Haydn provides the highlight in Chicago Philharmonic program

Mon Nov 17, 2014 at 1:59 pm

By Gerald Fisher

Joel Smirnoff conducted the Chicago Philharmonic Sunday in Evanston.
Joel Smirnoff conducted the Chicago Philharmonic Sunday in Evanston.

The Chicago Philharmonic under Joel Smirnoff brought a short but substantial program to Nichols Hall in Evanston Sunday afternoon. The results varied but the audience was sent home with a first-class performance of Haydn’s “Drum Roll” Symphony, which featured some spectacular timpani playing by Robert Everson. Short pieces by Rossini and Mozart opened the program and Barber’s Knoxville: Summer of 1915, with Japanese soprano Asako Tamura, was the ambitious main work on the first half.

Rossini’s short overture to The Silken Ladder was handled briskly and dynamically with stylish solo turns by the winds and a solid string performance giving heft to the orchestral sections. This set the stage for a run-through of Zerlina’s arias from Don Giovanni featuring Asako Tamura, whose performance was ingratiating and sweet-toned.

The soprano was more challenged by the Barber work, which requires impeccable diction to convey the poetic prose of James Agee’s text and its emotional thrust. Orchestrally, the Philharmonic players were excellent in the atmospheric interludes and in the buildup toward the end of the piece. However, Tamura didn’t provide the verbal clarity needed to convey the drama of the words, leaving the audience groping for the inner meaning of this beautiful score.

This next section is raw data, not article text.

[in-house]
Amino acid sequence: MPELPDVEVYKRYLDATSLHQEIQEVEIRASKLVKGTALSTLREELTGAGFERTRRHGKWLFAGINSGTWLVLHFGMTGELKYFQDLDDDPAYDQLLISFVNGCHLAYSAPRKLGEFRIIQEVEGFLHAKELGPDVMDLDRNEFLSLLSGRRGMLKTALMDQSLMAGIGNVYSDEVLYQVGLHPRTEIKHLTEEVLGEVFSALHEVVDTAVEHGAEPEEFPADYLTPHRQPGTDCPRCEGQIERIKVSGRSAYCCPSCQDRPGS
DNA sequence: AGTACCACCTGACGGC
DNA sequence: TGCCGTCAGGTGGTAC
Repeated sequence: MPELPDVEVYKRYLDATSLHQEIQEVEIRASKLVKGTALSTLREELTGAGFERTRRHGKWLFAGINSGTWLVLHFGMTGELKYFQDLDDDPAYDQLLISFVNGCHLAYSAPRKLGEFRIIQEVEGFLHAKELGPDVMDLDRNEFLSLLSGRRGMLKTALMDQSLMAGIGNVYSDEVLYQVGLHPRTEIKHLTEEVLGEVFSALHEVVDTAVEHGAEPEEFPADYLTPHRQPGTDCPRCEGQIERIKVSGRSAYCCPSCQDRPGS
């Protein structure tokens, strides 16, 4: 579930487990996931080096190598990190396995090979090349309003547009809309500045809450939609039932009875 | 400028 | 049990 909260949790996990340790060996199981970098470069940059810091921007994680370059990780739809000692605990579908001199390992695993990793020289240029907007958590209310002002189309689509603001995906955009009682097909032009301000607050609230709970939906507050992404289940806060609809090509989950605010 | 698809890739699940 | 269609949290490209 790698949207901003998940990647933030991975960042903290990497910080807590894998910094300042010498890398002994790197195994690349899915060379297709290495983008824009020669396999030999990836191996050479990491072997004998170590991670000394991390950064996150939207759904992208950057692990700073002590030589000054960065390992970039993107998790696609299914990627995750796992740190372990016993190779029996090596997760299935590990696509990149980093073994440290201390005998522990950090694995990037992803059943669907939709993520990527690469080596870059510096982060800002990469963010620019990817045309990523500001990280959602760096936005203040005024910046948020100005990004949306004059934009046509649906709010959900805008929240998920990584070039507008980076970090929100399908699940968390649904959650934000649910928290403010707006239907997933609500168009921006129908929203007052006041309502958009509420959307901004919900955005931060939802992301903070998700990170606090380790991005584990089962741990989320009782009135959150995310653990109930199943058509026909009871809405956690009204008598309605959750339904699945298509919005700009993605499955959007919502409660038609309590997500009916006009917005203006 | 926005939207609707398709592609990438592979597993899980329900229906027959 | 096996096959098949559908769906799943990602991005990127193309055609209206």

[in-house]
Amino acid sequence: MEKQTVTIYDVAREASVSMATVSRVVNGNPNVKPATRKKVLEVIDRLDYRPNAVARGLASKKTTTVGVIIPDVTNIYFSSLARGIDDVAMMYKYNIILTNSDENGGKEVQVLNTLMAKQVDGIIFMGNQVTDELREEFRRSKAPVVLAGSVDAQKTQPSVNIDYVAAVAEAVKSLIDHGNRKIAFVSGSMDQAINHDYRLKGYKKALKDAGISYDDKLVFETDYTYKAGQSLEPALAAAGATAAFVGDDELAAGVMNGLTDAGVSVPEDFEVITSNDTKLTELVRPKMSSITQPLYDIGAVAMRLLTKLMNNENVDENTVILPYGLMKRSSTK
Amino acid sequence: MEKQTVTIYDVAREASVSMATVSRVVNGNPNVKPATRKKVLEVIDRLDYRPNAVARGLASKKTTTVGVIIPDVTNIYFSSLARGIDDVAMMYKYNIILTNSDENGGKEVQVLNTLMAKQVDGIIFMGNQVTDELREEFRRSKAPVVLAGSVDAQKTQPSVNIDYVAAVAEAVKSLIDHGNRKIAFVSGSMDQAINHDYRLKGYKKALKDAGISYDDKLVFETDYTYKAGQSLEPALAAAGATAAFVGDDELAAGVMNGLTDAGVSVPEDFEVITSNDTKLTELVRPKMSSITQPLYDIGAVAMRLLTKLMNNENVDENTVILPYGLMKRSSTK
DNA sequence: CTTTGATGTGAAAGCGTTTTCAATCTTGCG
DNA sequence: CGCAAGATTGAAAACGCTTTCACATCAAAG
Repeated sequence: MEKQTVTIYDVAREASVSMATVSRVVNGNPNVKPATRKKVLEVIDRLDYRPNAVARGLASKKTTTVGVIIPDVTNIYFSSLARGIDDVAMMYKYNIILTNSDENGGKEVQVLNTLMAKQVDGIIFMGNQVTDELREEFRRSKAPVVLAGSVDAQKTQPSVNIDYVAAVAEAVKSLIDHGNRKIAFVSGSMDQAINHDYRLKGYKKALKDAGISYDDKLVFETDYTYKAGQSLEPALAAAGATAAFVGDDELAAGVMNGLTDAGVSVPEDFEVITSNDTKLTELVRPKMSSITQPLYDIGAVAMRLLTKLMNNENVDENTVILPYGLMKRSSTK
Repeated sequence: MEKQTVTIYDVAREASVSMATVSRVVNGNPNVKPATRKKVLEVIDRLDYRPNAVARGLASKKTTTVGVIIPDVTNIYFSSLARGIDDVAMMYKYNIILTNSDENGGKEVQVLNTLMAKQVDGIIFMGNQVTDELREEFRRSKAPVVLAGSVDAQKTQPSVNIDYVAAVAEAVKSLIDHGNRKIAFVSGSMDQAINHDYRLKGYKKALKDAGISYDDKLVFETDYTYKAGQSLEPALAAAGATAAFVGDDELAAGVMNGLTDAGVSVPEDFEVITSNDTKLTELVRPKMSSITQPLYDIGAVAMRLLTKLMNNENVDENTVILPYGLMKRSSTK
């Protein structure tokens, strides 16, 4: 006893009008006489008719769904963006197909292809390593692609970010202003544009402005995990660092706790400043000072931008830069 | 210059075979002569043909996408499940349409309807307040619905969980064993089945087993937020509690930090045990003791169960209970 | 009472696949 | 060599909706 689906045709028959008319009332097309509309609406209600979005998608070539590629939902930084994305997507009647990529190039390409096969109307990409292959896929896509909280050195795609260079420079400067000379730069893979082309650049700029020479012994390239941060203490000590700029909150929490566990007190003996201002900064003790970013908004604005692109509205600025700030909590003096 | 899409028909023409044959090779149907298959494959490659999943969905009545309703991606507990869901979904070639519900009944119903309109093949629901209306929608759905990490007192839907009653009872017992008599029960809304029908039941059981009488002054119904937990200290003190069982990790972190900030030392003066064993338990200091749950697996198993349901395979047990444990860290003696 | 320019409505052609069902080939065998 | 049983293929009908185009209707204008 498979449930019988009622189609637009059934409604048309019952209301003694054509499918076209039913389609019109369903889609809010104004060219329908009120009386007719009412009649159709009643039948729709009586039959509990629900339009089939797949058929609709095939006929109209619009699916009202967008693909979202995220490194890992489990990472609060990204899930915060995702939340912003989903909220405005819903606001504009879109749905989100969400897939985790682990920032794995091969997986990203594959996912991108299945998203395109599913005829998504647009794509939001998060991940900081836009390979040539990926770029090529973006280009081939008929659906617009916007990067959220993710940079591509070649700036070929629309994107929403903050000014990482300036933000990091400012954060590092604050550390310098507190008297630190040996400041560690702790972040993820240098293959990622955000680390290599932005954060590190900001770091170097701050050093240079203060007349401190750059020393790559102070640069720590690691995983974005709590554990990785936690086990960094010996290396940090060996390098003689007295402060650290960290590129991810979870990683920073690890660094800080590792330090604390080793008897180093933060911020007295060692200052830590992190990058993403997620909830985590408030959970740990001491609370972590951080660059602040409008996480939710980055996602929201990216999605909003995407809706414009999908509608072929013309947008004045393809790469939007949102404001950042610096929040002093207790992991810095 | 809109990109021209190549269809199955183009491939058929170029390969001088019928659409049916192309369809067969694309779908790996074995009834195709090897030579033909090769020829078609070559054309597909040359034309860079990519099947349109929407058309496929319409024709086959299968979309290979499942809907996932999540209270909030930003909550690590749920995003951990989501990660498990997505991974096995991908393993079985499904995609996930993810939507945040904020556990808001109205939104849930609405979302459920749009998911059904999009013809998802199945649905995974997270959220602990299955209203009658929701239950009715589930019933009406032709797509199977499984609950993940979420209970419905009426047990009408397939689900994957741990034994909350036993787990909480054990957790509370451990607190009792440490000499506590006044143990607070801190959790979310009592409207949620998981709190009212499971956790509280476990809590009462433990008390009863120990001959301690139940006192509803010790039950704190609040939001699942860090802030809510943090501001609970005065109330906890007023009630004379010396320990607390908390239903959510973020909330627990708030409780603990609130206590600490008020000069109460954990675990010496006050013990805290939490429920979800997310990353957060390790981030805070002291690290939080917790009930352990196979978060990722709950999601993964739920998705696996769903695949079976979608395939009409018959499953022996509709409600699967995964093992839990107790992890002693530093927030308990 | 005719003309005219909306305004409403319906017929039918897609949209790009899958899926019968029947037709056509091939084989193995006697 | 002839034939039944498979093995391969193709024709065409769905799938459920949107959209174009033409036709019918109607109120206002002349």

The second half of the program was filled by an exciting take on one of the mature Haydn’s most original works: his Symphony No. 103, the Drumroll. With the percussionist taking the unaccustomed role of soloist, the opening flourish of timpani is surprising and refreshing. This is followed by a dark section on the lower strings, which opens into an ebullient orchestral passage underlined by the timpani. This martial tone continues through much of the work.

The second movement Andante is full of interest and variety and was delivered by Smirnoff and his musicians, individually and as an ensemble, with full attention to dynamics and detail. There is a standout violin solo, which was intended for Viotti, the composer-violinist at the London premiere, and it is easy to see why the whole movement was encored at the time. Concertmaster Kathleen Brauer delivered the violin part stylishly.

An elephantine minuet fills the gap to the Finale allegro which is dynamic and colorful with frantic drumrolls underlining brass and orchestra in a fine run up to a big orchestral conclusion. Smirnoff and his Philharmonic made the most of this fresh and surprising composition. The live acoustic of Nichols Hall was perfect for the chamber-sized orchestra, a nice change from the rather dry and analytical sound of the Philharmonic’s usual venue at Pick-Staiger Hall.

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